Letter | Published:

Wza the translocon for E. coli capsular polysaccharides defines a new class of membrane protein

Abstract

Many types of bacteria produce extracellular polysaccharides (EPSs). Some are secreted polymers and show only limited association with the cell surface, whereas others are firmly attached to the cell surface and form a discrete structural layer, the capsule, which envelopes the cell and allows the bacteria to evade or counteract the host immune system1. EPSs have critical roles in bacterial colonization of surfaces2, such as epithelia and medical implants; in addition some EPSs have important industrial and biomedical applications in their own right3. Here we describe the 2.26 Å resolution structure of the 340 kDa octamer of Wza, an integral outer membrane lipoprotein, which is essential for group 1 capsule export in Escherichia coli. The transmembrane region is a novel α-helical barrel. The bulk of the Wza structure is located in the periplasm and comprises three novel domains forming a large central cavity. Wza is open to the extracellular environment but closed to the periplasm. We propose a route and mechanism for translocation of the capsular polysaccharide. This work may provide insight into the export of other large polar molecules such as DNA and proteins.

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Acknowledgements

J.H.N. is a Biotechnology and Biology Sciences Research Council (BBSRC) Career Development Fellow, and acknowledges funding from a Wellcome Trust programme grant for biological aspects of the research. C.W. holds a Canada Research Chair and acknowledges funding from the Canadian Institutes of Health Research. The experimental structural biology was performed by the Scottish Structural Proteomics Facility, which is funded by the Scottish Higher Education Funding Council and the BBSRC. We acknowledge the use of ESRF beamlines and are grateful for assistance from D. Bourgeois and G. Leonard with data collection. We thank L. Cuthbertson for assistance with bioinformatic analyses, R. Clarke for fluorescence-activated cell sorting, and G. Taylor, M. White and B. Hunter for a critical review of the manuscript.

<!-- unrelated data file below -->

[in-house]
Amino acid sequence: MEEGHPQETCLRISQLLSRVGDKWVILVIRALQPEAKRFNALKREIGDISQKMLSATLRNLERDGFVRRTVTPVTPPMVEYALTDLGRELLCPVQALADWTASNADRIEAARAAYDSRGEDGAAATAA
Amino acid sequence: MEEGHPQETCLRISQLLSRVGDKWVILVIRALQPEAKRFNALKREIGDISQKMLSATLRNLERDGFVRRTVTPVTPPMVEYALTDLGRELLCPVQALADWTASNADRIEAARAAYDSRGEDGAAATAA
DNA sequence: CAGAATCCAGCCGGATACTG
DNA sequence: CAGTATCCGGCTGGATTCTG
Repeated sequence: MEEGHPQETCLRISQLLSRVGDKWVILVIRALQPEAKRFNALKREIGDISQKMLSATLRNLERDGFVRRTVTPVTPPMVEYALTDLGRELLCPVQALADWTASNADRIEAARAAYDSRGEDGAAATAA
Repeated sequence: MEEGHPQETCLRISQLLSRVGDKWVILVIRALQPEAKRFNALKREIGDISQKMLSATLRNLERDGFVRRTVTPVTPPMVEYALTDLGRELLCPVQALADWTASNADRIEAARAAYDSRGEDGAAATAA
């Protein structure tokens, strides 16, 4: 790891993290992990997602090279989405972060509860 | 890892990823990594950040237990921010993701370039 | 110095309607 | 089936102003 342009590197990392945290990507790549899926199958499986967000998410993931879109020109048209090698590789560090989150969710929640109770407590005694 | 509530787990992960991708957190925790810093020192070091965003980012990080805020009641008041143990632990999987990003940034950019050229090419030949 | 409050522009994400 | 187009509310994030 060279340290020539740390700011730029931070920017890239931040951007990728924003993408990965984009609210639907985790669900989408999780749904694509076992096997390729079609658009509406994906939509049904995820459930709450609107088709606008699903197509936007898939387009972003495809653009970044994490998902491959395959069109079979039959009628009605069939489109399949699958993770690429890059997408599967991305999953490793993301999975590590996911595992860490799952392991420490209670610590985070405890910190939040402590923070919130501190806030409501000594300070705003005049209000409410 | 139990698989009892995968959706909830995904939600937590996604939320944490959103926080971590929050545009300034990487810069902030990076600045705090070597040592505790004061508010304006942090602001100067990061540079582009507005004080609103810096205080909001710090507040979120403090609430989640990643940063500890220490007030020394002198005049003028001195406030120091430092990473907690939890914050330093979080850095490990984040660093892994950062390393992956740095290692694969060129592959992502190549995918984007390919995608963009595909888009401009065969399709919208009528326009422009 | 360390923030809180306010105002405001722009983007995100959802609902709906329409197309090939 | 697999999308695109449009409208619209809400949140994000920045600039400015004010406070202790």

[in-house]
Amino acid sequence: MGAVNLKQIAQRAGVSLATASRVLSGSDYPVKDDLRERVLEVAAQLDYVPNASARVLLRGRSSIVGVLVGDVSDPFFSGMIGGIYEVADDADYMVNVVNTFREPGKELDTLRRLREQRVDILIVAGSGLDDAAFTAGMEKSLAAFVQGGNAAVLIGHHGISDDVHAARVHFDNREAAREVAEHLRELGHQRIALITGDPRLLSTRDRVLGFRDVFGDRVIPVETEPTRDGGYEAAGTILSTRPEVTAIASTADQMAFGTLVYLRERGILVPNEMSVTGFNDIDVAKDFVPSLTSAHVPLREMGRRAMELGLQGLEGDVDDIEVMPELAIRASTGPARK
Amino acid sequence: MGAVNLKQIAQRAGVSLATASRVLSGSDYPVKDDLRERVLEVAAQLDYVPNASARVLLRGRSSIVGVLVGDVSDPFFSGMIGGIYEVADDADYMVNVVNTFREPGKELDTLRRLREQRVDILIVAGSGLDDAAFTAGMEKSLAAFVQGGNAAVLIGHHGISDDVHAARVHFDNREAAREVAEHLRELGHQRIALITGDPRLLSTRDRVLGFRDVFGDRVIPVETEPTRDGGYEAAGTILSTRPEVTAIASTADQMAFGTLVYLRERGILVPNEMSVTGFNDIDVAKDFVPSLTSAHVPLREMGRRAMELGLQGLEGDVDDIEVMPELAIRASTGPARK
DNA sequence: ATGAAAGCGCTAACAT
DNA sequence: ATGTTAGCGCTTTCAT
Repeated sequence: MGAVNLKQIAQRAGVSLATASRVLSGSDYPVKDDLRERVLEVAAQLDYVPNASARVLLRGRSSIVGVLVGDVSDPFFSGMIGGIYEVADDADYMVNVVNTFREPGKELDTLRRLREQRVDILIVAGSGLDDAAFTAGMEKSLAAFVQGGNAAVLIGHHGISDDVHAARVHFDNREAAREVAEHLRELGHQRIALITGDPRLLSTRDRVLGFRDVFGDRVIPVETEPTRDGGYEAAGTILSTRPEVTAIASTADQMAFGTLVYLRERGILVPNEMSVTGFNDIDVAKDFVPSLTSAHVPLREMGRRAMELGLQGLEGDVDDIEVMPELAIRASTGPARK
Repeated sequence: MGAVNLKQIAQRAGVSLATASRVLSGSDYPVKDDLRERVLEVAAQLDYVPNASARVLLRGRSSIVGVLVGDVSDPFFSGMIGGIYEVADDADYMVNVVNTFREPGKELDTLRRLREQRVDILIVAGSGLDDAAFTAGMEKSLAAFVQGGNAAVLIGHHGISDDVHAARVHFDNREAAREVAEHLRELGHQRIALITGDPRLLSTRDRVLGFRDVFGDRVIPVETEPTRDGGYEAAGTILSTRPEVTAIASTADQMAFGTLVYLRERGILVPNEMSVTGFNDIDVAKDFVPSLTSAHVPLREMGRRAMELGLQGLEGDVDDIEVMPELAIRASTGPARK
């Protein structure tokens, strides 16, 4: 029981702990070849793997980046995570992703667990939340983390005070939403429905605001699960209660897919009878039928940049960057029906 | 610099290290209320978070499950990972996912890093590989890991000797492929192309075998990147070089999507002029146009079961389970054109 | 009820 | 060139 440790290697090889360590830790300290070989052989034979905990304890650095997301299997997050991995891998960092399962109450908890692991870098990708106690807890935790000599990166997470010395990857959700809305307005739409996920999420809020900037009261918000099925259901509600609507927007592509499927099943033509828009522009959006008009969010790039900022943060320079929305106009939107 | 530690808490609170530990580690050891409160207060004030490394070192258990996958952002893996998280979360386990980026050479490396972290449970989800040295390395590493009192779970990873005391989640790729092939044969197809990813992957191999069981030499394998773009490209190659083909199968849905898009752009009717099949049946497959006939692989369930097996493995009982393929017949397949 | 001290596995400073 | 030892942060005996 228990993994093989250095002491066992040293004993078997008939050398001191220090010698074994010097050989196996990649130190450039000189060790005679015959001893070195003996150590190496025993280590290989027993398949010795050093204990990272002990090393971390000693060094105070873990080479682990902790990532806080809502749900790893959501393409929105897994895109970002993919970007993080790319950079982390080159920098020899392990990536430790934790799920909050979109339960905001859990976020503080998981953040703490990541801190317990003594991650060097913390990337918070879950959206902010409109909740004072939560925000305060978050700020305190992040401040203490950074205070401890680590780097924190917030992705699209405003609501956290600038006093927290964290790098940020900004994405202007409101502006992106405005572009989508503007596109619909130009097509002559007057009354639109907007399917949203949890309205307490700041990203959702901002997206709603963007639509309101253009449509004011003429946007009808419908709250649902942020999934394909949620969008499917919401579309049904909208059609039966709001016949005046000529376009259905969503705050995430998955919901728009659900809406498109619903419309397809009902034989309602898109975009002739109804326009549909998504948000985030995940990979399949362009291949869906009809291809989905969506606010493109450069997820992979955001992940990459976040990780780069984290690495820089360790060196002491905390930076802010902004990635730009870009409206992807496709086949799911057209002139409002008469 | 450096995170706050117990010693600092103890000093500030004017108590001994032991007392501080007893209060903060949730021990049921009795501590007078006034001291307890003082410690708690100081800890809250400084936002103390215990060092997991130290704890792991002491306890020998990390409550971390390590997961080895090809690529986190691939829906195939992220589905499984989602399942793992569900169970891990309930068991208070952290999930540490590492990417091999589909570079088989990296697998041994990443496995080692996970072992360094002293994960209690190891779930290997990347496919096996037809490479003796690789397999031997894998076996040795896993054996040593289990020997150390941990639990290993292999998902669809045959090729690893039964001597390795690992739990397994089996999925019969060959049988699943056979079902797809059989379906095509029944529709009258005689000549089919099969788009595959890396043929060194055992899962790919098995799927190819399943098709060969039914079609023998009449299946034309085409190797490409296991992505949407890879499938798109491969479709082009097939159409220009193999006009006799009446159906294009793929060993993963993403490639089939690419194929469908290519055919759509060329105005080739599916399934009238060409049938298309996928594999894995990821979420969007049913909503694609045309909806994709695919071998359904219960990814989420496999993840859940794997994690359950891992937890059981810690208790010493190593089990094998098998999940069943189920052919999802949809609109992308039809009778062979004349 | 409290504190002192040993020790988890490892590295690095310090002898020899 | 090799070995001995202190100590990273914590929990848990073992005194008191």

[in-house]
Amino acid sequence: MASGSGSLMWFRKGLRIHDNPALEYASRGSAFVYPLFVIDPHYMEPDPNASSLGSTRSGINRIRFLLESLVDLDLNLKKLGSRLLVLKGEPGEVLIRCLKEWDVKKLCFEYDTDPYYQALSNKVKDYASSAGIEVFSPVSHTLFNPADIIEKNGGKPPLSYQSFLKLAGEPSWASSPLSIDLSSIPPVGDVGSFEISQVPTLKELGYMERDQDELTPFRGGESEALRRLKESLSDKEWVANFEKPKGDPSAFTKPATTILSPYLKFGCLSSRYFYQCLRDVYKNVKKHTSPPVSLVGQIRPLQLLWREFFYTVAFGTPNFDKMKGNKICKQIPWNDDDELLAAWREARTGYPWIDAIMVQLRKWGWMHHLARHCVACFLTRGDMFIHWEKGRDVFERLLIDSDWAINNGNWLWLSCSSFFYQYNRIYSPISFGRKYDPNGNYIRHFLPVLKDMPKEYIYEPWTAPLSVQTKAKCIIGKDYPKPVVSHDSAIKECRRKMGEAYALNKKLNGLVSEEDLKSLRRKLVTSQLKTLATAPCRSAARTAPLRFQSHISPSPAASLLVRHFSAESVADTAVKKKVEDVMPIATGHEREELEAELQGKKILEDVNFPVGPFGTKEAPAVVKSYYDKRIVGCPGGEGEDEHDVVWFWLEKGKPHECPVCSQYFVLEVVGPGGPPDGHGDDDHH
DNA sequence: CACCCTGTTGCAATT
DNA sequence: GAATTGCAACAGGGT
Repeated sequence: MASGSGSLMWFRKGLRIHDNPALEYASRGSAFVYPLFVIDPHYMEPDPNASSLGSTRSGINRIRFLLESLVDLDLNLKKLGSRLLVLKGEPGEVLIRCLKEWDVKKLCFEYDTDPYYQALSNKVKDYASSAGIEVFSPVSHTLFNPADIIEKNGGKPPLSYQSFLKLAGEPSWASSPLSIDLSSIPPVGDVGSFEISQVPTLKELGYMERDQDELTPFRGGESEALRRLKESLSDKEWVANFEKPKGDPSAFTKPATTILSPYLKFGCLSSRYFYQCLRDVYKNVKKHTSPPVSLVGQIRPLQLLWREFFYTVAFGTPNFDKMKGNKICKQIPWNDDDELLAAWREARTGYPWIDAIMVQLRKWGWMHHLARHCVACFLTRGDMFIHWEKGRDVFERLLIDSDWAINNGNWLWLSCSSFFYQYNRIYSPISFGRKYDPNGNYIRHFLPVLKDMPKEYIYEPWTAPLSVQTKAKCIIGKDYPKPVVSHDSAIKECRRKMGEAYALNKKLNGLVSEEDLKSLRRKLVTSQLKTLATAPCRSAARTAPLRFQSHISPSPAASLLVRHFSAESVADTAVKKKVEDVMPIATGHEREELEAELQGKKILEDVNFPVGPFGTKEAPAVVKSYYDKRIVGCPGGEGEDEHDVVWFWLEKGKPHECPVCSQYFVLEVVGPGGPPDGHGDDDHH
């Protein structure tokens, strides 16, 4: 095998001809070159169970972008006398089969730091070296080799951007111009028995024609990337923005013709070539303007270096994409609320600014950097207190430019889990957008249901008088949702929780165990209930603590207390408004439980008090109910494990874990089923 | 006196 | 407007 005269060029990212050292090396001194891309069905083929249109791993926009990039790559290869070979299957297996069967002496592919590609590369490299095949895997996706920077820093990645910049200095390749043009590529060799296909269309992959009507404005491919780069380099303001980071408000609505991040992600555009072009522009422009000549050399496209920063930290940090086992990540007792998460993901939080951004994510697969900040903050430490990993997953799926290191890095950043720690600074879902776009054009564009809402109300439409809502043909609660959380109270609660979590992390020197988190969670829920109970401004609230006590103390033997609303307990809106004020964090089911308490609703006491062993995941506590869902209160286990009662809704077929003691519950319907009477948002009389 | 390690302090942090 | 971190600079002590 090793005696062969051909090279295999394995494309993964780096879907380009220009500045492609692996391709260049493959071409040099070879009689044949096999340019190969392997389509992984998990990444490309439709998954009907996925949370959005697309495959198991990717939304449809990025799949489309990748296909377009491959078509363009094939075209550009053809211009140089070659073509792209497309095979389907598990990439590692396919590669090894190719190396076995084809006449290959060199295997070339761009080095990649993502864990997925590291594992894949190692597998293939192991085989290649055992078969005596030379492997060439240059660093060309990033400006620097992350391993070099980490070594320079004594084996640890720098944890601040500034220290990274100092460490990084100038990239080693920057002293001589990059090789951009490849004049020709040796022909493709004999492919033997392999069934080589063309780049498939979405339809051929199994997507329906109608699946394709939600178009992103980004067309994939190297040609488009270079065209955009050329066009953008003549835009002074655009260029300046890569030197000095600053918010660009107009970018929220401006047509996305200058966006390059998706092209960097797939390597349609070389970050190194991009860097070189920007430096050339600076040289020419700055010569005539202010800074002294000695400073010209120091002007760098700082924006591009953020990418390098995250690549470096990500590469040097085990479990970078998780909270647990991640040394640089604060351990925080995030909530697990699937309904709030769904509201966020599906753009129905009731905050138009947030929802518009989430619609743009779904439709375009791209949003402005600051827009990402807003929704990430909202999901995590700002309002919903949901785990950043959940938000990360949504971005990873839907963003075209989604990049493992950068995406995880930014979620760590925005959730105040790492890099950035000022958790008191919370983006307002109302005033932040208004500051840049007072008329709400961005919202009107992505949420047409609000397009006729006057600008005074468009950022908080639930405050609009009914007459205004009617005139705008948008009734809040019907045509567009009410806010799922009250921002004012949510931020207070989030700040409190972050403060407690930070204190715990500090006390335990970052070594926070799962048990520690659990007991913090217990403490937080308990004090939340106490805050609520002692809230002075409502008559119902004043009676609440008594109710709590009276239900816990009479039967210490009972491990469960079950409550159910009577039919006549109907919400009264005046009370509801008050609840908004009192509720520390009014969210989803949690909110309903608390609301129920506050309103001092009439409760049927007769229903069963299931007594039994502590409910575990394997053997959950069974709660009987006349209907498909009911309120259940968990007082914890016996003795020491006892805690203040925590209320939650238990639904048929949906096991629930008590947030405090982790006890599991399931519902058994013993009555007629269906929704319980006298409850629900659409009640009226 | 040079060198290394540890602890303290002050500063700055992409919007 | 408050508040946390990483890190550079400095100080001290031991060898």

Author Contributions C.D. optimized crystals, collected data, and solved, refined and analysed the Wza structure. K.B. and J.N. grew the first crystals. K.B. devised and refined the SeMet protocol. A.L.B.-L. and B.R.C. made and analysed the site-directed mutants and Wza–Flag fusion, respectively. C.W. oversaw the project, analysed the data and wrote the paper. J.H.N. oversaw the project, collected X-ray data, solved and refined the structure, analysed the data and wrote the paper.

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Competing interests

Coordinates and data are available from the Worldwide Protein Data Bank, accession code 2j58. Reprints and permissions information is available at www.nature.com/reprints. The authors declare no competing financial interests.

Correspondence to James H. Naismith.

Supplementary information

Supplementary Notes

This file contains Supplementary Methods, Supplementary Figures 1–7 and additional references. The Supplementary Methods detail the molecular biology and crystallography. The Supplementary Figures give different views of the structure including experimental density in wall eye stereo. Extra experimental data is also shown in the Supplementary Figures. (PDF 4670 kb)

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Further reading

Figure 1: Group 1 capsular polysaccharide export in Gram-negative bacteria.
Figure 2: The structure of Wza.
Figure 3: The surfaces of Wza.

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